A New Direction
It's Becky again and I'm in my cerebral place where Jeremy tells me to get out of my head. I've been thinking a lot about fear, success, failure and what my life's path is supposed to be lately. I've been trying to come to terms with the next step Jeremy and I are taking in the infertility journey. I've also been trying to decide how much is too much to share, being that I promised not to inundate you with TMI way back when I stated this blog. So, in the name of full disclosure, I'm going to share a bit that some of you might find personal. It's OK if you don't want to read, but it's necessary to explain what's happening so you might understand my personal fear factor.
In the next few weeks, Jeremy and I will be undergoing our first IUI (inter-uterine insemination) fertility treatment (hopefully). I've been on meds to get me ready and I'll be monitored to see if my body has responded properly. If it does, then we head back to the doctors at UNC Fertility and give this treatment a try. It's considered the low tech end of ART (assisted reproductive technology) and a first line when the meds alone don't help you achieve pregnancy. It's kind of the “no big deal” of the ART world. (There, I think I explained it without too many of the gory details.)
The fact of the matter is, though, IUI feels like a big deal to me. I mean, medically, there is no surgical element or dangerous procedure. It's a simple outpatient procedure that only takes a few minutes. It's simple.... so I should be ok with things, right?
But, I guess it's much like any first step in a new direction: laden with possibility that is simultaneously exhilarating and terrifying. On one hand, we're trying something new. On the other hand, statistics tell us IUI only has about a 25% chance of working in any given month. So, even though my hopes are relatively high, I'm trying to temper them with a healthy dose of realism.
For those of you who have been following along since the beginning of the blog, I would also like to share my reflections on my interactions with both of my doctors. As many of you might remember, I was not enamored with Dr. M from UNC. He felt cold and detached from my case. I will say that since I have moved toward IUI, he has been really great about answering my questions via email and letting me know what should be done next. He's also been great about letting me work with my local OBGYN to arrange monitoring so I don't have to miss work. As far as Dr. S goes, he's been great as usual. I've been very open with him about the way I feel regarding Dr. M. Dr. S understands my personality since he's worked with me for so long, and even tells me I'm not crazy for asking a million questions. In this moment, I definitely feel like I have a good team who is doing everything they can to help me become a mother.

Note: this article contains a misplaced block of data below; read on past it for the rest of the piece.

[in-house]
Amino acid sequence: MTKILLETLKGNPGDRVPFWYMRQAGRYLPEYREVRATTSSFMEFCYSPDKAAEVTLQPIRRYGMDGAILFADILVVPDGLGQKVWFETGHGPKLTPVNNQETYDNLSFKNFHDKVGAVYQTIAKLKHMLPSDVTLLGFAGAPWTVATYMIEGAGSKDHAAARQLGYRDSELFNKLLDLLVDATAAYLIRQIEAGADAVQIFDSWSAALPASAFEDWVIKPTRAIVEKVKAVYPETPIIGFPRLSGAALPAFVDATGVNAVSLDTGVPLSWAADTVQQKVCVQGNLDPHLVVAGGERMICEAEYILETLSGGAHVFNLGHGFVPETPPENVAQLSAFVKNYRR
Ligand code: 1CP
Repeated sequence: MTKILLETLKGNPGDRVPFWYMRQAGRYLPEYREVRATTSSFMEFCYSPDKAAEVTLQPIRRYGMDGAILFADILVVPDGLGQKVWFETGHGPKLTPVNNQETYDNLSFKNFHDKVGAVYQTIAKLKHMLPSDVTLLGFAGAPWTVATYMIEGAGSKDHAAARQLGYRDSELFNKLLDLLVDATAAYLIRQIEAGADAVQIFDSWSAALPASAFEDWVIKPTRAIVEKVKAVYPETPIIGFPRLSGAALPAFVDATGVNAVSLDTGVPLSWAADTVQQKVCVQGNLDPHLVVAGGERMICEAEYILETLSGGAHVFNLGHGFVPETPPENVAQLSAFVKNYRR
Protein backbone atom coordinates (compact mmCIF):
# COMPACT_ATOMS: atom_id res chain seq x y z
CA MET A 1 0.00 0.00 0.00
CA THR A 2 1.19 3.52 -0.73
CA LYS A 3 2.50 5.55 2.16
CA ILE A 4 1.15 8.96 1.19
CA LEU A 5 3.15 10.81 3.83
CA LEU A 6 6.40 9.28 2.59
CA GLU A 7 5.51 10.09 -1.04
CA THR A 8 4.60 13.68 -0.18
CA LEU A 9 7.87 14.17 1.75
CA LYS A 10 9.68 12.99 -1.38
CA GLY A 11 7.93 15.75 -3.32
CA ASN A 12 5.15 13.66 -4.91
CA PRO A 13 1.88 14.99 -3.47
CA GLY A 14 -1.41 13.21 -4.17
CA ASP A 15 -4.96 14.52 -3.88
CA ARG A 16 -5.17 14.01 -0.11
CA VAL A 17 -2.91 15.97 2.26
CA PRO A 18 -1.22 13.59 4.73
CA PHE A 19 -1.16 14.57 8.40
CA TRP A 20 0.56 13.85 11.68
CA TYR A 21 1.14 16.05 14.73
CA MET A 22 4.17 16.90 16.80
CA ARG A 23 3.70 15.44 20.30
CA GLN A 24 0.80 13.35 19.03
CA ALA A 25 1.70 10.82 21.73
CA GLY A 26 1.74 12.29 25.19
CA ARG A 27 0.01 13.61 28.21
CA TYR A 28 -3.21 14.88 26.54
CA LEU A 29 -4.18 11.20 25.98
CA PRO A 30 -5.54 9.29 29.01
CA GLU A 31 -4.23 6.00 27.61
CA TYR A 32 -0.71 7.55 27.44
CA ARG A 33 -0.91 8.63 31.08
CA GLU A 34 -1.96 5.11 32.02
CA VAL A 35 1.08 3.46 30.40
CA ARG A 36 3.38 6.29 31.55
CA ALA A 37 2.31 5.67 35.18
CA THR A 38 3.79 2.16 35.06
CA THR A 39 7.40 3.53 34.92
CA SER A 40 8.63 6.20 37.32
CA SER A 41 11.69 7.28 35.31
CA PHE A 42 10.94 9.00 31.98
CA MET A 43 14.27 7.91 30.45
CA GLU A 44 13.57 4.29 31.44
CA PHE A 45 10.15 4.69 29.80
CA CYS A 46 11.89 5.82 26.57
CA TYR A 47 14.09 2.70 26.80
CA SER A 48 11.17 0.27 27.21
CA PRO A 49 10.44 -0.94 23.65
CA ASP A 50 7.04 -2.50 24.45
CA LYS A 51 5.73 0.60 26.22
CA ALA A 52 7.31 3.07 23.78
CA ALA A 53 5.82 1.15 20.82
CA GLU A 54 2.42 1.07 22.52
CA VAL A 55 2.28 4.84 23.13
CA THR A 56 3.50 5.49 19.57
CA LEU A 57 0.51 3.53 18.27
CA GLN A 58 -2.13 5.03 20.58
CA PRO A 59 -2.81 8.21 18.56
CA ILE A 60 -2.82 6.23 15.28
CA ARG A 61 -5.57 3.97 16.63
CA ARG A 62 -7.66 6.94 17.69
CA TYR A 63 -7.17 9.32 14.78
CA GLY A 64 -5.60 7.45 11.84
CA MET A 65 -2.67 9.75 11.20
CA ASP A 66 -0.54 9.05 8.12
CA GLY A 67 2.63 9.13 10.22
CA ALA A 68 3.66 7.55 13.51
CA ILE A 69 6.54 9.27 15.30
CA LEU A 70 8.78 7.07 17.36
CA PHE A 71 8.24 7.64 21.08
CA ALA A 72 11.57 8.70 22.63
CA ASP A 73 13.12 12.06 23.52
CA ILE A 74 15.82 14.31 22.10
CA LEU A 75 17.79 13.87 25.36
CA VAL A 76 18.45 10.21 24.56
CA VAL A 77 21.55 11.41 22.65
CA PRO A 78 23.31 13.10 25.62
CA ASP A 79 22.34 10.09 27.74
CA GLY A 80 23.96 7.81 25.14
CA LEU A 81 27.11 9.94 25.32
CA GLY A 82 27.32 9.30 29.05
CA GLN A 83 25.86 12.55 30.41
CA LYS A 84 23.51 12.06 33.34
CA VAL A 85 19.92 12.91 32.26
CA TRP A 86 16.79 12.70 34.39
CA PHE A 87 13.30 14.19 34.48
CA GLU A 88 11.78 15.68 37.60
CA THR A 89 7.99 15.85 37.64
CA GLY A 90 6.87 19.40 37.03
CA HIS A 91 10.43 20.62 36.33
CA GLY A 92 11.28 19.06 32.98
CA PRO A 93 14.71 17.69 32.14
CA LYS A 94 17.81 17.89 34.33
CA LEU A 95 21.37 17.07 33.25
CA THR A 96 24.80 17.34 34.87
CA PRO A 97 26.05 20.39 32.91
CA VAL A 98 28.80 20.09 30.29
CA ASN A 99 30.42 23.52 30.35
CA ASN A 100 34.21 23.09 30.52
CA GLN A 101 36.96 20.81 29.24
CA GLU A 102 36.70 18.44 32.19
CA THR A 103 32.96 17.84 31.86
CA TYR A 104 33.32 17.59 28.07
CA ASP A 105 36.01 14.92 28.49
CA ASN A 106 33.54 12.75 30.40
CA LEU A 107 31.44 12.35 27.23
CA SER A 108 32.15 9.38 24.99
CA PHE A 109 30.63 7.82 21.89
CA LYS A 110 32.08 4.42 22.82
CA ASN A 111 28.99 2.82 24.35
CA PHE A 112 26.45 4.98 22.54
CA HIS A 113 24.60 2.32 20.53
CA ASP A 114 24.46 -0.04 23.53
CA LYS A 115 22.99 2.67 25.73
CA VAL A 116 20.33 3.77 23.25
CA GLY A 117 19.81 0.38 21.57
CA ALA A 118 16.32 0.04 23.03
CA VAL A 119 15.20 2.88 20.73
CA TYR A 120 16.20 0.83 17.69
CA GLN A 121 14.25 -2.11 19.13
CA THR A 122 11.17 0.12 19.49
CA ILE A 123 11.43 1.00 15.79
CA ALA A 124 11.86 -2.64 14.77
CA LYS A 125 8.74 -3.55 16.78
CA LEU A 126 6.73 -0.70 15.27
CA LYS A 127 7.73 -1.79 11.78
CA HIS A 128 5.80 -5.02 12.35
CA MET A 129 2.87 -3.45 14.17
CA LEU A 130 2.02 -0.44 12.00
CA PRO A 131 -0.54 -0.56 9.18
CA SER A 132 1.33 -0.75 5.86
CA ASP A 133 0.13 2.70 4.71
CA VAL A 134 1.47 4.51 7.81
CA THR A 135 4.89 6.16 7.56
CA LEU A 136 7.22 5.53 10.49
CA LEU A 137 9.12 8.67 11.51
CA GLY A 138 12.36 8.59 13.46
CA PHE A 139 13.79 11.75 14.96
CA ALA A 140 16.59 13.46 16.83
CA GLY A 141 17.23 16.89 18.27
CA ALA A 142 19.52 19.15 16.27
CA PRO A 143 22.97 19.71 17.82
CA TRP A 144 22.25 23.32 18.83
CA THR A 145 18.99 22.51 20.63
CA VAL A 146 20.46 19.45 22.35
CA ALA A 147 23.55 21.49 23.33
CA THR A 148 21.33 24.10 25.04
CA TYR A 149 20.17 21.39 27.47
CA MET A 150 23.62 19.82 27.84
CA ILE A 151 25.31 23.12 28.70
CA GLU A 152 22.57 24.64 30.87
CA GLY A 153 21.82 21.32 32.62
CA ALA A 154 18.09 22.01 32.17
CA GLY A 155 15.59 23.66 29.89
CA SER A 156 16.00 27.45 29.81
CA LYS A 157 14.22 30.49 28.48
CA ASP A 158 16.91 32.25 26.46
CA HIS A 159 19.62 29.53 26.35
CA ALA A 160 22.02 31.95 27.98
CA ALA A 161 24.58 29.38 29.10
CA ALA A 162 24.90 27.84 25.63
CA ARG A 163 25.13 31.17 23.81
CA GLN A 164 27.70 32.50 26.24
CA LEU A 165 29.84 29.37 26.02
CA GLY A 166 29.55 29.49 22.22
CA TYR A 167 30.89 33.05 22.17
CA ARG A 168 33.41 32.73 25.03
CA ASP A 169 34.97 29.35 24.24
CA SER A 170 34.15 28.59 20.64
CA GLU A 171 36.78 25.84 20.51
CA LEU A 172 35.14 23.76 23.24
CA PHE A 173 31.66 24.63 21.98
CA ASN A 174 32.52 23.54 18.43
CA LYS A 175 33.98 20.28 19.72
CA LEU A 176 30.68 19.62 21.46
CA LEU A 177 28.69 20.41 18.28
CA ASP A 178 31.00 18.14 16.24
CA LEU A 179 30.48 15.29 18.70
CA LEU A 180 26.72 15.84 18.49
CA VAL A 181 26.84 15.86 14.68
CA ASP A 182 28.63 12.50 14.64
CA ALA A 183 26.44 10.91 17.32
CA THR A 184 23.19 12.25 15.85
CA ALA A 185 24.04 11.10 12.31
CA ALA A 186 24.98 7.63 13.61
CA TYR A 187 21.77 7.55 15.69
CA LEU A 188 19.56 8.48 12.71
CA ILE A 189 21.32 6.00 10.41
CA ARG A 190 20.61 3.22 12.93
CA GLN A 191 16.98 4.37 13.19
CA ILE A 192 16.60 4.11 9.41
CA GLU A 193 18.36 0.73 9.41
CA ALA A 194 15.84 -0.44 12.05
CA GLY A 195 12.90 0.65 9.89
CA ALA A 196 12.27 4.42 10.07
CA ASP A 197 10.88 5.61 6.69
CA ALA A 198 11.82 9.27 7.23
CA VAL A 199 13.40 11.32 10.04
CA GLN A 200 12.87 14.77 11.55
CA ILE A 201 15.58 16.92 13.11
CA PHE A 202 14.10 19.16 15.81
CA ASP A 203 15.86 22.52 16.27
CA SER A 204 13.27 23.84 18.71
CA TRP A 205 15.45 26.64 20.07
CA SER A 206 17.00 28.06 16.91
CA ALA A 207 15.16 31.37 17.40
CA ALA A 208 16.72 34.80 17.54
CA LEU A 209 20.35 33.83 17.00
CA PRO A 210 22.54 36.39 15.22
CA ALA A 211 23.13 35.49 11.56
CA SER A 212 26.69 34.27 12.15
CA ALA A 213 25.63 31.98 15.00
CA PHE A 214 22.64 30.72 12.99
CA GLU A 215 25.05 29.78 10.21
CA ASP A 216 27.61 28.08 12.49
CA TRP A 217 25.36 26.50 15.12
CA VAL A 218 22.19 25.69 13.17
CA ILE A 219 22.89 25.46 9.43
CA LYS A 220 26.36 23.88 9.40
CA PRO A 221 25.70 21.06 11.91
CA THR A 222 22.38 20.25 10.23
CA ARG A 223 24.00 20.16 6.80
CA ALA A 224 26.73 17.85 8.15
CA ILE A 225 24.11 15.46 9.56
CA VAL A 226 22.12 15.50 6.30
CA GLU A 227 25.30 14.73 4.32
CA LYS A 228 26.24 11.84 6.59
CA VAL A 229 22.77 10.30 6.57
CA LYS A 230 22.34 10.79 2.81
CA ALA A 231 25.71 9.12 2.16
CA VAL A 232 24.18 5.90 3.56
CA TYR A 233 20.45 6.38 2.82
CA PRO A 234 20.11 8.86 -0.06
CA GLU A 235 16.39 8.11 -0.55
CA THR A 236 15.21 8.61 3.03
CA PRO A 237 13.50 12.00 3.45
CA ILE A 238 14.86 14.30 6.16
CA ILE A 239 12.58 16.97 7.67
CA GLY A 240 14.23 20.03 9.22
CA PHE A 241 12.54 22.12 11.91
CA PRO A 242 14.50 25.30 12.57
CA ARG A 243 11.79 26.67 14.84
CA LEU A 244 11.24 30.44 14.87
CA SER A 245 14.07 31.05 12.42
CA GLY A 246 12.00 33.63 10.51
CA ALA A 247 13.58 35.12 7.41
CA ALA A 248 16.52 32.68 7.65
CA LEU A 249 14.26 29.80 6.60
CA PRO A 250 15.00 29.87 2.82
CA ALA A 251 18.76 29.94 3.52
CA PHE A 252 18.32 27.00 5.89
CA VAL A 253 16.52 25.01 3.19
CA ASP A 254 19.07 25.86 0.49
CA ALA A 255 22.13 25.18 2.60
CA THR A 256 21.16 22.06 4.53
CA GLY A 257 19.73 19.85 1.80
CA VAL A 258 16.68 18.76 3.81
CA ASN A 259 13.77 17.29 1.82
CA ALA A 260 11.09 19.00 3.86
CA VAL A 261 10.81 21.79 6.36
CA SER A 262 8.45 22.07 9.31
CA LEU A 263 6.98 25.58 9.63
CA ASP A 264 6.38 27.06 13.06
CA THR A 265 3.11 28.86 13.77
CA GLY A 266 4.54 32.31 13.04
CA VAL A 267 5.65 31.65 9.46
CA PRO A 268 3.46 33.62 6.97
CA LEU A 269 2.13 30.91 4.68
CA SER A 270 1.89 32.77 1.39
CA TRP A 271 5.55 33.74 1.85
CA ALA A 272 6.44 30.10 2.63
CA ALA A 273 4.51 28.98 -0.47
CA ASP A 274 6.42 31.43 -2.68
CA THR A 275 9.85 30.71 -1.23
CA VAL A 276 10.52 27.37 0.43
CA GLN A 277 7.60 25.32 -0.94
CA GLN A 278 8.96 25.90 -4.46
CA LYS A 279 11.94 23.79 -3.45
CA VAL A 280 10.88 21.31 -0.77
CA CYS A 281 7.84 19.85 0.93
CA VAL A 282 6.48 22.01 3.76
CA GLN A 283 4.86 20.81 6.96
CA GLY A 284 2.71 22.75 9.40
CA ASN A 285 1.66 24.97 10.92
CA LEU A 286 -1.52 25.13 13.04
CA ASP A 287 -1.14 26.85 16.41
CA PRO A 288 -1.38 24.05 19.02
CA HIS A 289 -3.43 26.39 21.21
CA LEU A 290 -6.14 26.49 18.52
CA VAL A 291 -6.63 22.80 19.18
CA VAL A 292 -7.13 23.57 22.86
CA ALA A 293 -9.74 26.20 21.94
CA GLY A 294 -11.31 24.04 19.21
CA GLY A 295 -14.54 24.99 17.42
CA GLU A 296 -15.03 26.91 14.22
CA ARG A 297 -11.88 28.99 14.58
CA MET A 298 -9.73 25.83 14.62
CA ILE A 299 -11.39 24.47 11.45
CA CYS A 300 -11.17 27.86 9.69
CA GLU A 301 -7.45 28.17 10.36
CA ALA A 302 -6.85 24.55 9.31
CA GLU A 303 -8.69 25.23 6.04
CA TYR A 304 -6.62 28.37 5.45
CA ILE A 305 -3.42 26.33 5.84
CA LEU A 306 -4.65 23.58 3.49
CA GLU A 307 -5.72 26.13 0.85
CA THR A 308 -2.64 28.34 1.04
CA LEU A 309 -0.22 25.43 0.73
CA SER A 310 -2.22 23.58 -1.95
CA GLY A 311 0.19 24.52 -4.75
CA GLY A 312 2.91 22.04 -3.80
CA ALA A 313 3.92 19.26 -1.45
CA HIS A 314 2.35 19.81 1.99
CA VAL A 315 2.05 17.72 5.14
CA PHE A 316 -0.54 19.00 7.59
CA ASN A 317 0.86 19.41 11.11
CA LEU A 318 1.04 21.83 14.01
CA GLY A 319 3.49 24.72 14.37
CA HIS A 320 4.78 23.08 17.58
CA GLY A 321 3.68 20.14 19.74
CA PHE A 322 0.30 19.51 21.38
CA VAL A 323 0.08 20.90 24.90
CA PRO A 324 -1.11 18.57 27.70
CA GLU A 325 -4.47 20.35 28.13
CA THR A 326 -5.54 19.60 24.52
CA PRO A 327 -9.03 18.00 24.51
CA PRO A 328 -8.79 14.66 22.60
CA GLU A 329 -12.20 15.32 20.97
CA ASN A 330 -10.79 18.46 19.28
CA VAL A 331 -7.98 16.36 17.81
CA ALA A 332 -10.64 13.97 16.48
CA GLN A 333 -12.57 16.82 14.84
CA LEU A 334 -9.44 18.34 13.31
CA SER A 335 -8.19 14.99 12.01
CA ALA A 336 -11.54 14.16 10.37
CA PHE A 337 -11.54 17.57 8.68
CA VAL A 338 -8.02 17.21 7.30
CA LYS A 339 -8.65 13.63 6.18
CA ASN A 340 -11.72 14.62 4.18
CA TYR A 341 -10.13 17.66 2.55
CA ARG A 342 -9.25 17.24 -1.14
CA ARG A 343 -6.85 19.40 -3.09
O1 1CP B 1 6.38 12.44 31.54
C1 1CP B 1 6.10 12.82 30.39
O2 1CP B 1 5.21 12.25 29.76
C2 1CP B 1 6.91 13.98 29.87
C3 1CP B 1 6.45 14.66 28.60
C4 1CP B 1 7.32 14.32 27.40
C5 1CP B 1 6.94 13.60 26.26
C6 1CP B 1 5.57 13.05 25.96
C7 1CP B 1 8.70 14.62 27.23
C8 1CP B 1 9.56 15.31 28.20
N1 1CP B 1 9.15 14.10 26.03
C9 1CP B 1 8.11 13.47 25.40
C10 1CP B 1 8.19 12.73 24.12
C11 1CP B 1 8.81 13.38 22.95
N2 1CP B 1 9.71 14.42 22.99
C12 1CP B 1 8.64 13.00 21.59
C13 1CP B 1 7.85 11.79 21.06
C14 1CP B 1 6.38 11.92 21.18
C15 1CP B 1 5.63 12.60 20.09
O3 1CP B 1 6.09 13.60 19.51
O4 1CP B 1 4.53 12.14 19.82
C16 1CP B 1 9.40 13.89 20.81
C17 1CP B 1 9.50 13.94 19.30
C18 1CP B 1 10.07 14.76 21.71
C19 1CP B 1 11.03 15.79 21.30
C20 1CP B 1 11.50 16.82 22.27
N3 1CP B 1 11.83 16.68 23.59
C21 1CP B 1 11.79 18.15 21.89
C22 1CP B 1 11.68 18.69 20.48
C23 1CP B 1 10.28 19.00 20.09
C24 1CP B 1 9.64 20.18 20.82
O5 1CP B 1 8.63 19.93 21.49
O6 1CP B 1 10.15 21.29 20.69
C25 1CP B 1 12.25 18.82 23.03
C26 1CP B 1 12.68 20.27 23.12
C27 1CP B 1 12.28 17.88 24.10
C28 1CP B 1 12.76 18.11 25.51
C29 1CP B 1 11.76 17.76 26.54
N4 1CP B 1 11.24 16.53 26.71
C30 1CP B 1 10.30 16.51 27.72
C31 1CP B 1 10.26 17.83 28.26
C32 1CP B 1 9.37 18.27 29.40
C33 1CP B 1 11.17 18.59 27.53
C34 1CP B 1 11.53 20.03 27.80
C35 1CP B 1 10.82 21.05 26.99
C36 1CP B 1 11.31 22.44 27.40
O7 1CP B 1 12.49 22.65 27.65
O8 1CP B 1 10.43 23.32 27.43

I guess I am sharing this scary, hopeful chapter of our infertility journey because I know the next several weeks will be full of crazy emotions. Jeremy and I will be on a rollercoaster that we wish we knew how to end. We will be waiting to find out if we can go forward with IUI, then waiting for the correct timing for the procedure, then waiting to find out if the procedure was successful. We're going to be on pins and needles, continuously hoping for the best. And, if it doesn't work on the first go round, we will repeat again for at least a month or two.
So, dear friends, wish us luck as we take he first steps in our new path. I'm not sure how much I'll update as we move along this journey. I'm going to do what feels right to me, as I have all along. But, if you think of the two of us over the next few weeks, we would gladly accept your thoughts, prayers, positive vibes or other positive energy you want to put out into the universe. The loving support we have received as we have moved through the last several months has been an incredible source of comfort, both for me and for Jeremy. We're grateful for the phone calls, emails and other words of support we have been offered. Thank you all for sending us your love and understanding.